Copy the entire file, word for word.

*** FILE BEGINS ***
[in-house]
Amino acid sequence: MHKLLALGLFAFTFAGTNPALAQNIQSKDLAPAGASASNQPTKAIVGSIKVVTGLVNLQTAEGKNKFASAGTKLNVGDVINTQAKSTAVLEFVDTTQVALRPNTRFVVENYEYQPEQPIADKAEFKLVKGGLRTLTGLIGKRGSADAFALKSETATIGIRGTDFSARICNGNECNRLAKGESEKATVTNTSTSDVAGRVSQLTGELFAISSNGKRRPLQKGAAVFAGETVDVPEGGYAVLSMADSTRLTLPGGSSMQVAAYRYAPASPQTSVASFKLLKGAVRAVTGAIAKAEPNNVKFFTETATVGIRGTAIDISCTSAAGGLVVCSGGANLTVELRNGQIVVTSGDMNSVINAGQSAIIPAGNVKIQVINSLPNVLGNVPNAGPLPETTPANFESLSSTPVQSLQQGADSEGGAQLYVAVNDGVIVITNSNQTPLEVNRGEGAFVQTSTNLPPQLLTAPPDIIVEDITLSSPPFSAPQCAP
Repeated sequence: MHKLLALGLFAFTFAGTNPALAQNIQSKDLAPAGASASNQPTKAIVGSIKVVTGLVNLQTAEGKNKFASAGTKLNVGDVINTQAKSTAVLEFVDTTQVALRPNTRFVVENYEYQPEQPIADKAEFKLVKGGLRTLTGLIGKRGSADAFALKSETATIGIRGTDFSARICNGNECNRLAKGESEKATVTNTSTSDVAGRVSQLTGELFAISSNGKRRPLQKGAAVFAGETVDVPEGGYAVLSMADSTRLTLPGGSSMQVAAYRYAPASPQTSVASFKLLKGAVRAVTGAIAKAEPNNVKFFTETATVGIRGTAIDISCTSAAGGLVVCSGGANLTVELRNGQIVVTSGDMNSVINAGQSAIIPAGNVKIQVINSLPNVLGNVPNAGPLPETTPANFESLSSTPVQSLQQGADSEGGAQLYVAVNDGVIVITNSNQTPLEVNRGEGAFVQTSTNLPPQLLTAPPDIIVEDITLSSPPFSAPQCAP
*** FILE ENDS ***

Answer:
[in-house]
Amino acid sequence: MHKLLALGLFAFTFAGTNPALAQNIQSKDLAPAGASASNQPTKAIVGSIKVVTGLVNLQTAEGKNKFASAGTKLNVGDVINTQAKSTAVLEFVDTTQVALRPNTRFVVENYEYQPEQPIADKAEFKLVKGGLRTLTGLIGKRGSADAFALKSETATIGIRGTDFSARICNGNECNRLAKGESEKATVTNTSTSDVAGRVSQLTGELFAISSNGKRRPLQKGAAVFAGETVDVPEGGYAVLSMADSTRLTLPGGSSMQVAAYRYAPASPQTSVASFKLLKGAVRAVTGAIAKAEPNNVKFFTETATVGIRGTAIDISCTSAAGGLVVCSGGANLTVELRNGQIVVTSGDMNSVINAGQSAIIPAGNVKIQVINSLPNVLGNVPNAGPLPETTPANFESLSSTPVQSLQQGADSEGGAQLYVAVNDGVIVITNSNQTPLEVNRGEGAFVQTSTNLPPQLLTAPPDIIVEDITLSSPPFSAPQCAP
Repeated sequence: MHKLLALGLFAFTFAGTNPALAQNIQSKDLAPAGASASNQPTKAIVGSIKVVTGLVNLQTAEGKNKFASAGTKLNVGDVINTQAKSTAVLEFVDTTQVALRPNTRFVVENYEYQPEQPIADKAEFKLVKGGLRTLTGLIGKRGSADAFALKSETATIGIRGTDFSARICNGNECNRLAKGESEKATVTNTSTSDVAGRVSQLTGELFAISSNGKRRPLQKGAAVFAGETVDVPEGGYAVLSMADSTRLTLPGGSSMQVAAYRYAPASPQTSVASFKLLKGAVRAVTGAIAKAEPNNVKFFTETATVGIRGTAIDISCTSAAGGLVVCSGGANLTVELRNGQIVVTSGDMNSVINAGQSAIIPAGNVKIQVINSLPNVLGNVPNAGPLPETTPANFESLSSTPVQSLQQGADSEGGAQLYVAVNDGVIVITNSNQTPLEVNRGEGAFVQTSTNLPPQLLTAPPDIIVEDITLSSPPFSAPQCAP